Sunday, July 14, 2024
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A Konnect Africa Interview with Yerima Dina, the Second Prize Winner of the I Know a Nigerian Star Writing Competition.

Last week, it was Somtochukwu Metu, the third prize winner of the I Know a Nigerian Star writing competition. A really inspiring interview I assure you.

Today, it’s the elegant Dina Yerima, the second prize winner sharing great insight on a range of issues. Her winning entry was centered around a dear friend who defied polio deformity and went past her limitations to carve out a beautiful future for herself and give hope to many.

What inspired Dina to tell the story of this Nigerian star? You’d find out if you read on.


Kindly tell us a bit about yourself- family, ethnicity, educational background…

My name is Yerima Dina, I come from the Etsako speaking part of Edo state in Nigeria. The second of three siblings, I have always had an abiding affection for stories both oral and written and tried my hand at weaving them. I just recently acquired a master’s degree from the University of Nigeria in English literature; the same field in which I have a bachelor’s degree.

How did you find out about the “I Know A Nigerian Star” Writing Competition and what was your motivation for entering?

I found out about the “I Know a Nigerian Star” writing competition from a friend at school. She encouraged me to write and give it a try, citing her own experience as an example. The fact that she had participated in this competition during its inception and emerge among the first three was motivating. I decided it was a worthwhile effort and put in an entry. Another motivation which I had was a friend who I considered to be a Nigerian star and whose story I felt should be put out there.

Guide us through your step to step approach in delivering the award winning story.

After I got my subject, writing was pretty easy as Ojochenemi Omata who I wrote about is a friend of mine and has been for quite a long time. I wrote the essay and sent it in then informed her about it knowing that she will not hesitate to agree to it and support the idea. Winning at the last level however was not easy. I had to mobilize my family and friends to vote for my essay and inform other friends of theirs.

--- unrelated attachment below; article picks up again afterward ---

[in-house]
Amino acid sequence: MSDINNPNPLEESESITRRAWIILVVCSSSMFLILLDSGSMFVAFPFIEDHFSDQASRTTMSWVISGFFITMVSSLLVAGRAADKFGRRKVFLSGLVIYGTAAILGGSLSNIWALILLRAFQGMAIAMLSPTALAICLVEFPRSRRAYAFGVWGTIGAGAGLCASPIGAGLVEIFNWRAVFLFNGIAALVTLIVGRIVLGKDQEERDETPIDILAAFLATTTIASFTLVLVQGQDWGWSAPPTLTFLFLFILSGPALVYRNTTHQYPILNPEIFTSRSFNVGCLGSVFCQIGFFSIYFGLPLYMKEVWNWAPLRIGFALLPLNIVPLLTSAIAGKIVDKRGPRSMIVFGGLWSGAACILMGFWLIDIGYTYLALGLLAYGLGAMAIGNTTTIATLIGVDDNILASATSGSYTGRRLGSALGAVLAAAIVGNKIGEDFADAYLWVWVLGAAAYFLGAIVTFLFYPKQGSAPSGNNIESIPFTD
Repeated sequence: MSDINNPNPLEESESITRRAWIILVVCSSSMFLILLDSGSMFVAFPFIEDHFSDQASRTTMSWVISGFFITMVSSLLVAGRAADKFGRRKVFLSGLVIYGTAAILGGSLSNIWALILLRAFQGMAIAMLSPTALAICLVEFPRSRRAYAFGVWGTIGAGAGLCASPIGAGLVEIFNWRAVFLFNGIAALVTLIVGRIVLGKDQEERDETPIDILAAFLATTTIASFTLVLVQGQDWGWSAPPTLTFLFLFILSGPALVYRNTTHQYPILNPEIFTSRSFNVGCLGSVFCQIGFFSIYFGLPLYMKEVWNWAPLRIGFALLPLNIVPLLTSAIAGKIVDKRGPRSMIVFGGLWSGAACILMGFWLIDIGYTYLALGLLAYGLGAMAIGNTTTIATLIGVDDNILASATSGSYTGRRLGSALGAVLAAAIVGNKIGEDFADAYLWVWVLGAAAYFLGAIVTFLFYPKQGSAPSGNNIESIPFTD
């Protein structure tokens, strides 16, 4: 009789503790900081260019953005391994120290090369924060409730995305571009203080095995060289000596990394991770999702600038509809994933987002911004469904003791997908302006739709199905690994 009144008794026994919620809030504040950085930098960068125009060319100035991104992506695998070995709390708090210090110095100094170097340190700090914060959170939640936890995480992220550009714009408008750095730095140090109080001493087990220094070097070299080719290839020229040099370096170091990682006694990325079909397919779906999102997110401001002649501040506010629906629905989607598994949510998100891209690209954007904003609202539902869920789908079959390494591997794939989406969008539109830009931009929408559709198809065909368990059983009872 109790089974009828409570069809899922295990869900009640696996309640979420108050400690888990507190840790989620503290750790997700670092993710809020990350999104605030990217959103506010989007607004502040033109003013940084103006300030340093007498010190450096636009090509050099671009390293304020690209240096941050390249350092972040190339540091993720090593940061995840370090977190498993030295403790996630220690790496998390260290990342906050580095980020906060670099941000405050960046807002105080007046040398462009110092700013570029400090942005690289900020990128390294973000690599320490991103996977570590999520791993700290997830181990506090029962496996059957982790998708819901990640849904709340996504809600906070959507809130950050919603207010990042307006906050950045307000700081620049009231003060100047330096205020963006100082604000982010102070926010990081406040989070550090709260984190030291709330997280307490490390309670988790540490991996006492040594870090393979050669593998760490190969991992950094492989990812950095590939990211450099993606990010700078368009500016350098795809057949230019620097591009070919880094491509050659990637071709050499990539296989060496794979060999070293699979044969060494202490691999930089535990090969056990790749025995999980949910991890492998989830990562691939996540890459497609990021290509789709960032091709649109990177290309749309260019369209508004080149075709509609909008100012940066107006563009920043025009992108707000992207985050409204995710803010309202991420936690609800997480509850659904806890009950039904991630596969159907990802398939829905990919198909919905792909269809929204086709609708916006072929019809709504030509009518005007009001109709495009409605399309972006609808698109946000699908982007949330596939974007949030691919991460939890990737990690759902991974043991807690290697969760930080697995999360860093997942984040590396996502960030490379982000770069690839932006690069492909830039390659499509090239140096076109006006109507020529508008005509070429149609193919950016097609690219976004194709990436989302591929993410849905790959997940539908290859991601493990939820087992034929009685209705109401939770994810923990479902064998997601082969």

What considerations did you use in coming up with the subject of your essay? Why do you consider him/her a Nigerian Star?

The guidelines I used in coming up with Ojochenemi Omata as the subject of my essay include her physical challenge as a sufferer of polio deformity in her speech movement and other cognitive activities. I consider her a Nigerian star because inspite of these challenges she preserved to obtain her first degree from the Ahmadu Bello University and through it all, maintained a cheerful disposition. Some other individuals would have given up on acquiring a degree after wasting about four years.

How did you feel when you emerged as the third prize winner of the competition?

When I emerged as the second prize winner of the competition, I was happy to be among the first three and a bit sad that inspite of my campaigning efforts I didn’t not make it to first place. I was however relieved that the voting process was over and I could finally stop asking people to vote for the essay on social media.


Where do you see yourself 10 years from now?

In ten years’ time, I see myself as a writer with several good works to my name. I also see myself at the top of my career with students who look up to me as a mentor.

What is your motivation in life? What keeps you going?

My motivation in life is God and time. As nothing lasts forever and all is subject to change, I try to gear my energy towards achieving positive changes. What keeps me going is faith in the good which could come out of situations which seem hopeless and totally bad.

Any mentors or role models?

On mentors and role models, I have several for different situations. They include Jesus Christ of the Bible, Chinua Achebe for his vision, Wole Soyinka for his love for and expression of culture, Flora Nwapa for her exposure of the strength and role of the African woman amongst others.

What advice would you give young writers and future entrants in the “I Know A Nigerian Star” Writing Competitions

My advice to young writers and future entrants of the “I Know a Nigerian Star” competition is to be true to their stories, to look for and capture the beautiful in everyday life and situations.


If you had the opportunity to take just one socio-economic problem in Nigeria, which one would you focus on and what would you do?

If I had the opportunity to tackle one socio economic problem, it would be that of illiteracy and too little education in the Nigerian society. I would encourage and provide incentives for school goers in order to increase the percentage of educated Nigerians. This will consequently result in a more enlightened ergo more progressive society.

Inspire a young African in one sentence.

I therefore say to the young African; take greater pains to achieve what you want to achieve.

Any questions, comments or insights? Kindly share in the comments section below.

Have a lovely day!

Lovelyn Okafor
Lovelyn Okafor
Lovelyn Okafor is a Journalist/Writer, Poet, Lawyer and God-Lover. She enjoys a good read and sees everyday as an opportunity to live and enjoy her calling whilst working towards perfecting it. She believes that someday soon, Africa will reach her full potential as the light-bearer of the world. You can find her on Twitter: @lovelyn_o

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